If you head down to Mary A. Goetz Elementary School in Ludlow this summer, you may be surprised that students are still in the building.
“Each day we have an hour and a half of math, an hour and a half of reading, one hour of STEM, so we kind of hit all the main subjects but then we add in art, music, things like that per day,” said Shannon Adcock, the coordinator of 21st Century Programs at the school. “And, of course, we do fun things like that.”
The “fun things” she mentioned for this week was a visit from Kona Ice. Students stood in line by the side walk, waiting to get their shaved ice and choose their flavors.
The SHINE program; which stands for Support, Help, Innovate, Nurture and Enrich; is a supplemental academic program funded through the U.S. Department of Education’s 21st Century Learning Center grant initiative, which provides funding for academic enrichment throughout the country. Many schools throughout the region have similar programs.
During the school year, SHINE offers before and after-school programs for qualifying students, but during the summer, the program takes place from 8:30 a.m. to 3 p.m.
In addition to the activities Adcock described, the students are given free breakfast and lunch. What’s more, anyone from the community can come and get free food during the program’s meal times, even if they aren’t enrolled in the program or students in the Ludlow Independent School district.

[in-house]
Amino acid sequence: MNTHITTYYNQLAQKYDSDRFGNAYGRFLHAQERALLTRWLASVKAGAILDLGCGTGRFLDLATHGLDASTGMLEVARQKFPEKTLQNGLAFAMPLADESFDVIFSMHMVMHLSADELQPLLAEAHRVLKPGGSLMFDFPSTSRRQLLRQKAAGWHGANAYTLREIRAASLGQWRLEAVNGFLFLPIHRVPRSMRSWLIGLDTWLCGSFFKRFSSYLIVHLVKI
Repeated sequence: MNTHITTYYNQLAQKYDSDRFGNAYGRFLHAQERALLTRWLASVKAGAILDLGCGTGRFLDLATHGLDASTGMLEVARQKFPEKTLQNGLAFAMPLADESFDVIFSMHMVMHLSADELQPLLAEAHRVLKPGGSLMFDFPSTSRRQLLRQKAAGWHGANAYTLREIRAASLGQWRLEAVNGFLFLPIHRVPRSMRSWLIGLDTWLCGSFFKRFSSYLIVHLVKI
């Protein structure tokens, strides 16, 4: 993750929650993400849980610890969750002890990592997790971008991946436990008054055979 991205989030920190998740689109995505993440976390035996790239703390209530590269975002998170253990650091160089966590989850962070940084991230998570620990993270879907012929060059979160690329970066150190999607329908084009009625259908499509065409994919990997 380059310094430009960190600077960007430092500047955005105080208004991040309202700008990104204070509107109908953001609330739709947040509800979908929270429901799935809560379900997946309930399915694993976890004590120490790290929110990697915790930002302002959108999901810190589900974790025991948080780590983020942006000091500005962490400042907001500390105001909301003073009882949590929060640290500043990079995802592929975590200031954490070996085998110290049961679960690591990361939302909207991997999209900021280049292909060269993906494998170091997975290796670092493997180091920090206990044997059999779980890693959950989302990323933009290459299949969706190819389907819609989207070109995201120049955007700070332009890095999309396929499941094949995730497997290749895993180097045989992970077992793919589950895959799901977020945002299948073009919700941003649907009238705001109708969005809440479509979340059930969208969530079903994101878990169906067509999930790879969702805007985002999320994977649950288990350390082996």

Adcock also works in the school library. She’s aided by program mentors who are often college students studying education or former participants in the program.
“I am basically the leader of the kindergarteners and first graders,” said Brady Sparks. Sparks graduated from the district and has ambitions to study early childhood education at the University of Cincinnati. He thought that working in the SHINE program would be a good way to prepare.
“Throughout the day I teach them reading, math. Then you do just some little creative fun crafts with them,” Sparks added.
He was aided in his duties by Prestyn King, a high school student and alum of the SHINE program.
“When I went to SHINE, I really liked it,” King said, “and I liked Shannon, and she asked me if I wanted to work, and I said yeah.”
Adcock said that many high school students in the district complete community services hours at SHINE program.
“We have a lot of different mentoring programs set up for the district,” Adcock said. “So they already know these students, these students already know them.”
The SHINE program is on its ninth year of operation. To learn more about the program, see if your student is eligible or if you would like to learn how to support the program, contact Shannon Adcock at either [email protected] or (859)360-9221.